If Dutch automaker Spyker were an animal, it would clearly be a cat considering how many lives he has already gone through. Now the on-again / off-aga sports car maker says it’s ready for another revival.
Originally founded in 1880, Spyker went bankrupt in 1926 but was relaunched decades later by Dutch entrepreneur Victor R. Muller. Since 2000, it has deployed a small number of largely hand-built sports cars. But it has been plagued by a series of seemingly endless financial setbacks that bankrupted it last year.
Now, says Muller, the company has ended this year with a new deal from a group of investors that is expected to end “some very difficult years.”
“The collaboration agreement we confirmed today is the starting point to rebuild Spyker as a sports car maker with a stronger foundation than ever before and with sufficient access to better technical and financial resources than ever before. “Muller said in a statement. released a few hours before the clock ran out in 2021.
Budding automaker stumbles – repeatedly
Trained as a lawyer but making his fortune in a range of pursuits including expedition, Muller describes himself as a car madman and aspiring car designer and builder. He has tried several times to establish himself in the business, not only reviving the Spyker name after three quarters of a century, but also trying to get into a more mainstream segment.
Muller spearheaded Spyker’s attempt to take over Swedish brand Saab when General Motors decided to sell it before coming out of bankruptcy ten years ago. The deal quickly turned sour and not only did Saab shut down, the failed business crippled Spyker. Complicating matters further was a poorly designed effort to launch a Formula One program.
In the meantime, Muller has set up a series of partnerships and alliances in hopes of bringing the Netherlands-based business back, but it has been unable to continue operating beyond a base. random.
In and out of bankruptcy
Muller bankrupted Spyker in 2012. He briefly surfaced, only to fall back into the Dutch equivalent of Chapter 11 in January 2021.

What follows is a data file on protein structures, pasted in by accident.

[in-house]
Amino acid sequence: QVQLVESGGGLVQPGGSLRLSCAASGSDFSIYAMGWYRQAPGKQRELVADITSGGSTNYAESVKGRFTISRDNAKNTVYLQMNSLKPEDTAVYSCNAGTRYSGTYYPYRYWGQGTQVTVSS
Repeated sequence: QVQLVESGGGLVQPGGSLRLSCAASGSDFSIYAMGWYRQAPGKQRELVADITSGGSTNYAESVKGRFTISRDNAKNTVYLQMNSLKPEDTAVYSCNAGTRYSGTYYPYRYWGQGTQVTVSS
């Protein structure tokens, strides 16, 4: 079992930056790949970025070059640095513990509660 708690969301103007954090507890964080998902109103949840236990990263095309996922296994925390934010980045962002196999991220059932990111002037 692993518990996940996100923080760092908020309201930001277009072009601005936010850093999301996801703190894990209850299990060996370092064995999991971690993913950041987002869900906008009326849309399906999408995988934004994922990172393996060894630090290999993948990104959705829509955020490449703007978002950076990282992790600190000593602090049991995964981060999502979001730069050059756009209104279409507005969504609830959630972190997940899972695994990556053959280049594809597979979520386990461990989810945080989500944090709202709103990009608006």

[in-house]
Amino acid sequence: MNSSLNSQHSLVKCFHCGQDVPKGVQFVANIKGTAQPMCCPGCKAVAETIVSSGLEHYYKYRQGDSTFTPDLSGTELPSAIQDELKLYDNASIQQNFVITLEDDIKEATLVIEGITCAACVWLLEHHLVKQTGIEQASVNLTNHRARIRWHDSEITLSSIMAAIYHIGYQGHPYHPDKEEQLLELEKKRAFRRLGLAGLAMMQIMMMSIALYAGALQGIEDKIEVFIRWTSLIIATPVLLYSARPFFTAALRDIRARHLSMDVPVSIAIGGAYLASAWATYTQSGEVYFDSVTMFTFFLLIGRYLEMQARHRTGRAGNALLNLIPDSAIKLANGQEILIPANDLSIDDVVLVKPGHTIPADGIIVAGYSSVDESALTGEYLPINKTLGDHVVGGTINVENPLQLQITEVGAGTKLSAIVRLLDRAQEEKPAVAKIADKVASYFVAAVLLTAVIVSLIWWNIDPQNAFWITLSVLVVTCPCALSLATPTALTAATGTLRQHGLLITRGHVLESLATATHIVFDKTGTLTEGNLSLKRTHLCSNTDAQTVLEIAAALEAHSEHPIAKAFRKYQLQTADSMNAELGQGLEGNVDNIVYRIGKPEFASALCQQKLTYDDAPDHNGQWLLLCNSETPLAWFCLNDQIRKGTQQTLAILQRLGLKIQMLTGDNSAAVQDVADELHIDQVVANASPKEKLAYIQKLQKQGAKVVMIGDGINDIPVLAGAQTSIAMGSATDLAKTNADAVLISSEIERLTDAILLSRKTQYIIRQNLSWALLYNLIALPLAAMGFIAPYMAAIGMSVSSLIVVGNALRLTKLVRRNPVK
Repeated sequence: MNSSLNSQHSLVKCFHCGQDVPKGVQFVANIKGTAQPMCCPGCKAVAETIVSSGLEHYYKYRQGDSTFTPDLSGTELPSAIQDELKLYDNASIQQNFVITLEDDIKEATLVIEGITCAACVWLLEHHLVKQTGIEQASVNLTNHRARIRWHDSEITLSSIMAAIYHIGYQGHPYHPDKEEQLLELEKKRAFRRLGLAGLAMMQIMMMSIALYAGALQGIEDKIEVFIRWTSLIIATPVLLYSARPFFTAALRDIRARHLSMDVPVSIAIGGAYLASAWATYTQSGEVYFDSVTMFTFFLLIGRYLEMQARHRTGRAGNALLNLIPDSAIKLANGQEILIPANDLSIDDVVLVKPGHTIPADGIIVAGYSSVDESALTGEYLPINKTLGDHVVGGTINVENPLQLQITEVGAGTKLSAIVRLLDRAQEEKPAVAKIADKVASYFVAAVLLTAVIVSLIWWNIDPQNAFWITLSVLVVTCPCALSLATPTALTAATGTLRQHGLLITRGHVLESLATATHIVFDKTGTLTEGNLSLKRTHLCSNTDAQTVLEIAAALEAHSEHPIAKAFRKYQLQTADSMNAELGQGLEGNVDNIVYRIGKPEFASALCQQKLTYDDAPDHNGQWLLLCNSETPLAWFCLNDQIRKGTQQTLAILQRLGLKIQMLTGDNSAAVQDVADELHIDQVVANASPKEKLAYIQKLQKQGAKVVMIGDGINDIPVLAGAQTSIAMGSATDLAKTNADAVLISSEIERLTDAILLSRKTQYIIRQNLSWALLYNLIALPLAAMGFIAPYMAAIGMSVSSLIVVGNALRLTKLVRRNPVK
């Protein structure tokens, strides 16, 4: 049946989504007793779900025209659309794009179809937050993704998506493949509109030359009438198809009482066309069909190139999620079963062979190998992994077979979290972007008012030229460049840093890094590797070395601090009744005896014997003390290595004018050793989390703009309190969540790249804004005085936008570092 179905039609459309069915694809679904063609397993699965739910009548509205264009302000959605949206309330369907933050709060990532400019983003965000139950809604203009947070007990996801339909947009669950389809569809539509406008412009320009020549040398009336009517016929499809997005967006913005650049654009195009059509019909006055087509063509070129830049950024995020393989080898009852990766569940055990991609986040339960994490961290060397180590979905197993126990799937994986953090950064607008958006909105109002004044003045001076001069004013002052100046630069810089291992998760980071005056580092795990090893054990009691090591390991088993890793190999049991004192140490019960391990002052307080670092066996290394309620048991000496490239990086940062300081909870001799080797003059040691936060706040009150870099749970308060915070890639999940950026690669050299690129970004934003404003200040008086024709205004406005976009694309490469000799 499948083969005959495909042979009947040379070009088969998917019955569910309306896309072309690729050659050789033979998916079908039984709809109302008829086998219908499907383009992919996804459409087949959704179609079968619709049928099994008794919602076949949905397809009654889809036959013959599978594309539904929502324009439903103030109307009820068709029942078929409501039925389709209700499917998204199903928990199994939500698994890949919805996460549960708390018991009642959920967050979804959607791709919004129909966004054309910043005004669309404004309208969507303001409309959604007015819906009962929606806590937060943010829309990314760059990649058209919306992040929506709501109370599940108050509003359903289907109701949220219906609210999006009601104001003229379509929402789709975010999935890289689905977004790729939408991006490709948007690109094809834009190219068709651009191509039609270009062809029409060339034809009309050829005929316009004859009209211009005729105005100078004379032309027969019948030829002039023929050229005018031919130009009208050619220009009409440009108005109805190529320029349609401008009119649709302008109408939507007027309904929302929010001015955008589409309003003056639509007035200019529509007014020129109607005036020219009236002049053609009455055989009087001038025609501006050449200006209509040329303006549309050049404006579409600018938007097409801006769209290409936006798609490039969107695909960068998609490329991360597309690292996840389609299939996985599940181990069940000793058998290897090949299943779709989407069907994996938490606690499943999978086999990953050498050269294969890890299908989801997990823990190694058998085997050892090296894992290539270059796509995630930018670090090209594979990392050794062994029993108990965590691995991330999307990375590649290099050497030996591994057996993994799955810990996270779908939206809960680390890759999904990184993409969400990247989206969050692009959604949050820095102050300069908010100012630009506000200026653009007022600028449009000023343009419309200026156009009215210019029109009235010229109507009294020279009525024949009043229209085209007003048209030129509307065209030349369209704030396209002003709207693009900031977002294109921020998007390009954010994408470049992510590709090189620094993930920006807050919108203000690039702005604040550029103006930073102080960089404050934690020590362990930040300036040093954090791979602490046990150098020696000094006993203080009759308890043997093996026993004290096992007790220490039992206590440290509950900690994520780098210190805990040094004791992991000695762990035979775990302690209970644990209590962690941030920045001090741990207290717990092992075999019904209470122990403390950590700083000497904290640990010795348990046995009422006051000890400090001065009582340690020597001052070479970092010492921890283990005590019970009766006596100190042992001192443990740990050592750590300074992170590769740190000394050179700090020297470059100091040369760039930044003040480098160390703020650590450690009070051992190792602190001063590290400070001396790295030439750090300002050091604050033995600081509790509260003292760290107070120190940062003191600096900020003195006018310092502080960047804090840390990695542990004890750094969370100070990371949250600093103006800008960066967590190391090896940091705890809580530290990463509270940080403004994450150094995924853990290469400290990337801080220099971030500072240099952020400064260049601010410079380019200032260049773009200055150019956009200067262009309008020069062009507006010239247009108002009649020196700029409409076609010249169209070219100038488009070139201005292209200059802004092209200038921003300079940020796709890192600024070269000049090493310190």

Ironically, the most recent filing came after an argument between Muller and an investment group led by Russians Michail Pessis and Boris Rotenberg. These are now the same backers who plan to fund Spyker’s rebirth in 2022. What has changed – at least from a financial perspective – is unclear. But the partners are now planning to significantly update Spyker’s signature sports cars.
“We really can’t wait to be a part of this new chapter of the epic Spyker brand. Our group of companies will successfully launch the Spyker brand in the league of the world’s best super sports cars, ”said Rotenberg.
Fluid product plans
The Russian investor group has already “developed and produced” a number of prototype models, and it appears that future production of the carbon-bodied models will take place at a plant in Russia and the Netherlands. Engineering will be split between Russia and Germany, and the head office will be operated from Luxembourg.
Over the past decade, Muller has showcased a number of prototypes, but it’s still unclear what products will actually be in the company’s future.
In his statement, the Dutch entrepreneur hinted: “In a world dominated by electrification, there is an undiminished demand for real sports cars, the ones that arouse all the senses. We will continue to respond to this particular group of enthusiasts. Of course, we will offer hybrid solutions in our future models, but the V-8 (internal combustion engine) will remain at the heart of every Spyker for many years to come.
Since Muller tried to bring Spyker back, the company has only produced 265 sports cars altogether, but plenty of headlines.